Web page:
10/03/14 4:45pm



The Stone Age mashes with Mid-Century Modern in Friendswood, where an updated 1961 stunner designed by architect M. Bliss Alexander accents its crisp and clean lines with 12 tons of rock from Wimberly. Listed a week ago with a $1.19 million asking price, the home last sold in 2007, for $585K. It sits on 1.3 acres in the Perry Grove neighborhood, located southwest of Friendswood Dr. and W. Spreading Oaks Ave.


Playing It Safe
06/17/14 4:00pm



Is it really worth it to empty out and polish your bomb shelter before you put your home on the market? Here’s some compelling evidence that it is. The property on Jackwood St. in Meyerland with the bomb-shelter-turned-subterranean man cave featured last August on Swamplot sold late the following month for $330,000. But the buyers wasted no time in working a profitable flip. Clearing out the La-Z-Boy, beer bottles, Wendy’s soda cups, bunny figurines, and other memorabilia from the underground domed space resulted in a cleaner listing and a much higher sale price last month: $503,700, marked down from a $515K asking price and locked up only a week or so after the April listing. That’s an explosive increase of $173,700, or more than 50 percent, over the purchase price, in less than your typical real estate half-life.

Of course, a few things affecting home prices may have been going in the outside world while the buyers were busily scrubbing the walls of their underground lair. Though they did make a few other changes to the house as well:


Lessons in Subterranean Staging
04/14/14 2:45pm

DEEP INSIDE THE BOOMING MARKET FOR HOUSTON HUNKER BUNKERS AND PANIC ROOMS Safes R Us Fort Knox Vault RoomThe Houston area is Atlas Survival Shelters’ best market in the U.S., the California company’s owner tells Houstonia‘s Peter Holley. But who buys the sort of underground bunkers outfitted with a mud room, bunk beds, a kitchen, and a separate escape hatch Atlas markets? That’s a secret, because bunker buyers don’t like to talk about what they’re prepping, and often mask their identities from the security-hawking companies themselves. Holley figures out the contours of the survivalist boom, though: “For several years Houston has been in the throes of a frenzy of domicile defense, with many homeowners throughout the region spending five figures or more to turn their suburban abodes into veritable fortresses, employing elaborate and perhaps dangerous methods in the process. Meanwhile, for companies that sell panic rooms, freeze-dried food, weapons, secret passageways, safes, spy equipment, and booby traps, business is booming, especially in and around the Bayou City.” A bit cheaper than a dedicated 10-ft.-by-40-ft. underground shelter-in-a-pipe is the $20,000 Fort Knox vault room (a version of which is pictured above on a new-construction site), “a Porta-Potty–size walk-in vault that has been in high demand for several years, especially in Houston, according to Safes R Us owner Eric Bristol, whose store is located off the East Freeway,” Holley writes. “He noted that a single room weighs 20,000 pounds and is encased in harder concrete than the type used to construct highways. Walk inside, swing the 1,300-pound door shut, and you might find that feelings of impenetrability are hard to separate from feelings of panic. ‘My daughter can’t be in here more than a few seconds before feeling claustrophobic,’ Bristol said, pulling a lever and sealing the tiny room during a visit to the Safes R Us showroom. ‘But I’ve sold hundreds of these things over the last few years because people are worried about rising crime, and they know that you’d need a tank to break open one of these babies.'” [Houstonia] Photo: Safes R Us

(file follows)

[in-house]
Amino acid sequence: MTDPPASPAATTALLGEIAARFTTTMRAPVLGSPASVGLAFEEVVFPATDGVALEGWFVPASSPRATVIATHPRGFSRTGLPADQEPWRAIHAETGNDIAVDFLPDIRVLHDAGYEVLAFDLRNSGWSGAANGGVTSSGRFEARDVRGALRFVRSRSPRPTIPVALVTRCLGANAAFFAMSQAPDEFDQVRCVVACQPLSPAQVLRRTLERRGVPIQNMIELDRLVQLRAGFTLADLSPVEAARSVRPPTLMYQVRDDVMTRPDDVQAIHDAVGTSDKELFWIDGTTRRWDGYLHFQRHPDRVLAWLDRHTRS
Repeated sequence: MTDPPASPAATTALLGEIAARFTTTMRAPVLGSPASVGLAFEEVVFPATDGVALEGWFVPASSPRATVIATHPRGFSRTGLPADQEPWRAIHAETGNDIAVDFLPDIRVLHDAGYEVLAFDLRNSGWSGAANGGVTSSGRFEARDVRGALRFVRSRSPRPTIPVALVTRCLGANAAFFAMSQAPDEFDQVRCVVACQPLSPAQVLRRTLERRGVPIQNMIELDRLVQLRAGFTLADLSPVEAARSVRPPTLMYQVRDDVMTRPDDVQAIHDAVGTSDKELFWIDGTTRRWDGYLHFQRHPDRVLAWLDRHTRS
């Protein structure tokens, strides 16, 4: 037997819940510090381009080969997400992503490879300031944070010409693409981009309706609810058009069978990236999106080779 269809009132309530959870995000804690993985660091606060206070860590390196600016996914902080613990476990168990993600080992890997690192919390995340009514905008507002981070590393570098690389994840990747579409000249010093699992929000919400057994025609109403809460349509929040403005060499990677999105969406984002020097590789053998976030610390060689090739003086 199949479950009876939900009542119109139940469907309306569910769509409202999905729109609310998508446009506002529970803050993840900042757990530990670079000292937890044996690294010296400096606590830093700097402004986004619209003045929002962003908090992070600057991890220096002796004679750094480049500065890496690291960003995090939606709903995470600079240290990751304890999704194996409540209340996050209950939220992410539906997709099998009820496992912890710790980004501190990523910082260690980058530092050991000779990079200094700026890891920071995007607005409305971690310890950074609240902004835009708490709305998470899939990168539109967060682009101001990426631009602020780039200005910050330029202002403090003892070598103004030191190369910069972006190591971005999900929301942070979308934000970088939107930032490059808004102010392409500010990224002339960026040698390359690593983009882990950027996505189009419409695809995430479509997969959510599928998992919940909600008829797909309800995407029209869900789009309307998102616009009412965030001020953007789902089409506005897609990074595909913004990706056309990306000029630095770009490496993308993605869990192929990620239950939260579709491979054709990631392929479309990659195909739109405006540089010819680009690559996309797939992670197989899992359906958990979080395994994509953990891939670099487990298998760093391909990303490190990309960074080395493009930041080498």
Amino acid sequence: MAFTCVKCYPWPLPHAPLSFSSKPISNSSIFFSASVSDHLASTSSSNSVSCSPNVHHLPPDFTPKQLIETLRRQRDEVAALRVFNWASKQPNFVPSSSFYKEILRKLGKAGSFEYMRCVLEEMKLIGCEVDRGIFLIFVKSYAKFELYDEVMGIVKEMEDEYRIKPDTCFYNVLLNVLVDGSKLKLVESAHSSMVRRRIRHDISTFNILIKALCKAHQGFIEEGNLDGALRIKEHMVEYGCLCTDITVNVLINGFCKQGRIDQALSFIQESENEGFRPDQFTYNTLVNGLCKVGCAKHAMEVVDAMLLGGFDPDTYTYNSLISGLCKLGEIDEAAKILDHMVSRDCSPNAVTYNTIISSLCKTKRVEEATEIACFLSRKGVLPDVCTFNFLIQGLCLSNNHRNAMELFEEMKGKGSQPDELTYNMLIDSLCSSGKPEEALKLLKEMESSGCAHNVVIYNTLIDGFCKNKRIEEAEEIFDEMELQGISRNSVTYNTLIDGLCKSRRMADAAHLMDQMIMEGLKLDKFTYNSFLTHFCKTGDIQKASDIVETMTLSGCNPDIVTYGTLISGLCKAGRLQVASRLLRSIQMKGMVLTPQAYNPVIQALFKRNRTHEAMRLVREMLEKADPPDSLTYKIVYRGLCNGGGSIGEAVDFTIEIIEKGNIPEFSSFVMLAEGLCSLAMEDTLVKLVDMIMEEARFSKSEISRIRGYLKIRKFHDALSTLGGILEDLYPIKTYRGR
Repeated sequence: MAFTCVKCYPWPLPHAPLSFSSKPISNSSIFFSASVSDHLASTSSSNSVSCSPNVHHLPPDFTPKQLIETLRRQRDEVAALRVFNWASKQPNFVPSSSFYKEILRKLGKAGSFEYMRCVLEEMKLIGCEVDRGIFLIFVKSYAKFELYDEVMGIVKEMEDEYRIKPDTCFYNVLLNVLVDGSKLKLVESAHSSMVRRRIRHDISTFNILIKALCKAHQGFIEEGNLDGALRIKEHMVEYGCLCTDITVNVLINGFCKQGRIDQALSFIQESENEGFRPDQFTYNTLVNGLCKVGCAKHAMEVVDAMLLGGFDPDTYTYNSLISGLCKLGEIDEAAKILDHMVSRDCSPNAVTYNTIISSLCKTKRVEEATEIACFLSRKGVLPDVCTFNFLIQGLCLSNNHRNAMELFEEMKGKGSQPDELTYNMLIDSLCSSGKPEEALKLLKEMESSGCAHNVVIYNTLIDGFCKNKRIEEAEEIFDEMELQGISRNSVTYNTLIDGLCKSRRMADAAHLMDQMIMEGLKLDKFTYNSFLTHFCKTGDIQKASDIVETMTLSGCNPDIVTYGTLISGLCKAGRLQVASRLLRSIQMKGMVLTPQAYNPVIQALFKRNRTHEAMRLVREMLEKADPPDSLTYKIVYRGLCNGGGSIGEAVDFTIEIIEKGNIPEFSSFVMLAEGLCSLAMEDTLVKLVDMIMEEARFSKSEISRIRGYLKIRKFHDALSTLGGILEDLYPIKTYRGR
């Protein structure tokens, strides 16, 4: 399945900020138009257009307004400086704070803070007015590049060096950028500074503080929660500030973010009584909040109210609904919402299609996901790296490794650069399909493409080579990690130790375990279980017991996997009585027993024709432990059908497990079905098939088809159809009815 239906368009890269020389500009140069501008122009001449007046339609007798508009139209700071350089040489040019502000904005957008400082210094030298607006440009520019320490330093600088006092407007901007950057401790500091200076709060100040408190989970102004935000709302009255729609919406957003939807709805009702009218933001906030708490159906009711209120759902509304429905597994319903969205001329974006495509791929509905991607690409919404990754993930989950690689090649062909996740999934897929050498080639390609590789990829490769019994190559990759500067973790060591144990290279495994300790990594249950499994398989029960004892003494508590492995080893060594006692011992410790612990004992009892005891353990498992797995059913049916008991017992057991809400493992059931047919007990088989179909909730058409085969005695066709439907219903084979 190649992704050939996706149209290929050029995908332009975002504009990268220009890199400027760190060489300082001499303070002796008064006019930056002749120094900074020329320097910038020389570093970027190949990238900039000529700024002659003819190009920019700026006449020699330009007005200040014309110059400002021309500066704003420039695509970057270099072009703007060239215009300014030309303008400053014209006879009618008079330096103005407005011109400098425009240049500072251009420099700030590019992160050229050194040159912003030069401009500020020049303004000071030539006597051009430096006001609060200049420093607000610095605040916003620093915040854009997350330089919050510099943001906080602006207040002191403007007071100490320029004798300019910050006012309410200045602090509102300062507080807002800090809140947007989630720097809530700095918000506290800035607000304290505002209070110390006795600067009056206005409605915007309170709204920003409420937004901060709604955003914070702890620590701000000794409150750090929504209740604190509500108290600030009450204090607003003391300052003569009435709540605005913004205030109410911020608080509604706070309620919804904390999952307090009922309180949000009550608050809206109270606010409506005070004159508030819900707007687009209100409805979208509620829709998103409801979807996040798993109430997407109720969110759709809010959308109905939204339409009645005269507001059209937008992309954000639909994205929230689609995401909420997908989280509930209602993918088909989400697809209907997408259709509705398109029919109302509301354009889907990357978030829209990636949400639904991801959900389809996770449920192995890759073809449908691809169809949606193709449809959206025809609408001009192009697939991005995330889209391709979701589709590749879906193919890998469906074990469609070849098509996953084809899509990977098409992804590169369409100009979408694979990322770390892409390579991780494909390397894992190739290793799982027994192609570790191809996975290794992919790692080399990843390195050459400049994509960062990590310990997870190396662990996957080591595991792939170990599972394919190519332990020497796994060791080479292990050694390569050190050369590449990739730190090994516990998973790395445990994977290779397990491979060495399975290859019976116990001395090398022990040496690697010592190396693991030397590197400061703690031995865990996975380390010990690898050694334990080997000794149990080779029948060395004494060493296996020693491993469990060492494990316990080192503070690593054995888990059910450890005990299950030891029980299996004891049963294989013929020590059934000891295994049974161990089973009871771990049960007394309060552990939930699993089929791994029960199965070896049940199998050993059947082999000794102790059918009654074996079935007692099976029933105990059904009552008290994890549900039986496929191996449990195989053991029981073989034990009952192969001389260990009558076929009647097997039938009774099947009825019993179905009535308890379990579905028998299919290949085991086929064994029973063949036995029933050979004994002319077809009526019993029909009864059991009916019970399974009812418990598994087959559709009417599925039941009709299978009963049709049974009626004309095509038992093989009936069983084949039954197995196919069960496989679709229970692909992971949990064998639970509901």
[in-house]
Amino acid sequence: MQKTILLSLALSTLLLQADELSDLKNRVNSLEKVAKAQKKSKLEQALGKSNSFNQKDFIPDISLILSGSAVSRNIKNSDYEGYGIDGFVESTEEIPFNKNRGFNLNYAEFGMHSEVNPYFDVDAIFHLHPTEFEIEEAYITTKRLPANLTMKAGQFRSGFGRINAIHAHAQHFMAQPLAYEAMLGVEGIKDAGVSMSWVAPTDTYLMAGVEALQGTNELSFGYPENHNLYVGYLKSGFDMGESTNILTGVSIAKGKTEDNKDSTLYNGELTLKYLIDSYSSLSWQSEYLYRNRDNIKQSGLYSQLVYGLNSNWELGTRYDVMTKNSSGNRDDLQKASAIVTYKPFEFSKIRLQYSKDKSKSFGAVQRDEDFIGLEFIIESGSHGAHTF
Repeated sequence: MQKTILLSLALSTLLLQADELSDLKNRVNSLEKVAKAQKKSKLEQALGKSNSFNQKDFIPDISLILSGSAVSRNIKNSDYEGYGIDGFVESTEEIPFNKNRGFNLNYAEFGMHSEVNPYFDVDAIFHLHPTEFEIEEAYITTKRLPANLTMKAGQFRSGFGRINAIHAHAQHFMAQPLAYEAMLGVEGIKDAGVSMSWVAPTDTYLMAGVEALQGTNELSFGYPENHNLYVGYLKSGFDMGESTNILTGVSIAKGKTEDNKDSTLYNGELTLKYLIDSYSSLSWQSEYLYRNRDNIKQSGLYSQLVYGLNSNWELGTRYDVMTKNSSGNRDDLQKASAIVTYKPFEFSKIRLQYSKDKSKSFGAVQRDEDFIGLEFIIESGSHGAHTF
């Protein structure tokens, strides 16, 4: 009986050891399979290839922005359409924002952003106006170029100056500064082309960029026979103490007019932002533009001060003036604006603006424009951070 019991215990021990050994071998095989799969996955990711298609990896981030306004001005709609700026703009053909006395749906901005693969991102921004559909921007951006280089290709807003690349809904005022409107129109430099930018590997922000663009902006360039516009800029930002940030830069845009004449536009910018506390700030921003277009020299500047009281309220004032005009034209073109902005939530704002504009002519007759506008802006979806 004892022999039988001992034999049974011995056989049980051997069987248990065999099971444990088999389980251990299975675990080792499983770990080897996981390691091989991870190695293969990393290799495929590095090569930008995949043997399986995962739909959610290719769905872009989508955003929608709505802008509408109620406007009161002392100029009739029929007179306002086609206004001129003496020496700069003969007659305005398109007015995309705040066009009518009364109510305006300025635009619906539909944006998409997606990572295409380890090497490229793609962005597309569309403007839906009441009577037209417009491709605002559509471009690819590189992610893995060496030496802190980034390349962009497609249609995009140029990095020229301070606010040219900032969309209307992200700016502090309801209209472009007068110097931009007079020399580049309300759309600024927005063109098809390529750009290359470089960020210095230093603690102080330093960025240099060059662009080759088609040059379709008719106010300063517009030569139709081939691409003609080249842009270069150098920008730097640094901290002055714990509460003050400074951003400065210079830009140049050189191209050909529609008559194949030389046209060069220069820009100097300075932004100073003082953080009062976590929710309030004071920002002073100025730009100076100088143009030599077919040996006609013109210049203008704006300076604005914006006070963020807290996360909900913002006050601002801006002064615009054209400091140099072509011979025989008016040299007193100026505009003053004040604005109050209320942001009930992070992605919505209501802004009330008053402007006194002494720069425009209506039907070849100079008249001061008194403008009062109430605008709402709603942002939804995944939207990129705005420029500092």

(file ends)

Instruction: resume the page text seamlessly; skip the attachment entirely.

08/08/12 3:31pm

As mods go, this one in Tanglewood is just one of that neighborhood’s thinning pack of mid-century homes. What sets this property apart? Maybe the bomb shelter out back — and the property’s brush with Hollywood as a film set in Breast Men, the 1997 HBO David Schwimmer flick that finally gave Houston its due as the birthplace of the boob job industry. The mid-July listing of this property for $1.1 million calls the 60-year-old property on Sugar Hill Dr. a “wonderful building site” and leaves it at that. But preservation advocates at Houston Mod met with the home’s current, long-term owner and gleaned some tidbits to share about the home’s origins and features:


08/01/11 8:11am

Only a few days after it sold, the 1961 Tanglewood home and bomb shelter on Brown Saddle St. featured on Swamplot back in January has been put back on the market. Only this time, the listing doesn’t mention the shelter or the abandoned pipeline slicing through a portion of the property — or really anything about the building itself. No more interior pics, either. The low-slung modern structure is now tagged as “not liveable” and won’t be shown — though the agent does fess up to having a key. The asking price? Only $550K more than what the property sold for earlier in the week, when the home and its interior were touted as sales features. At 38,263 sq. ft. (that’s actually been marked down a few thousand sq. ft. from the earlier sale), the lot is advertised as the biggest in Tanglewood.


01/07/11 11:01am

What’s the safety of your family worth, anyway? Is $2,052,218 really too high a price to pay for the security of knowing that when the revolution/apocalypse/nuclear winter/plague of locusts/hurricane/historic designation comes, your loved ones could be comfortably ensconced in their very own bomb shelter? And look! A trained school of security fish stand guard by the shelter’s entrance — in their very own BB-proof booth. Plus, right next door, there’s a $5 million home!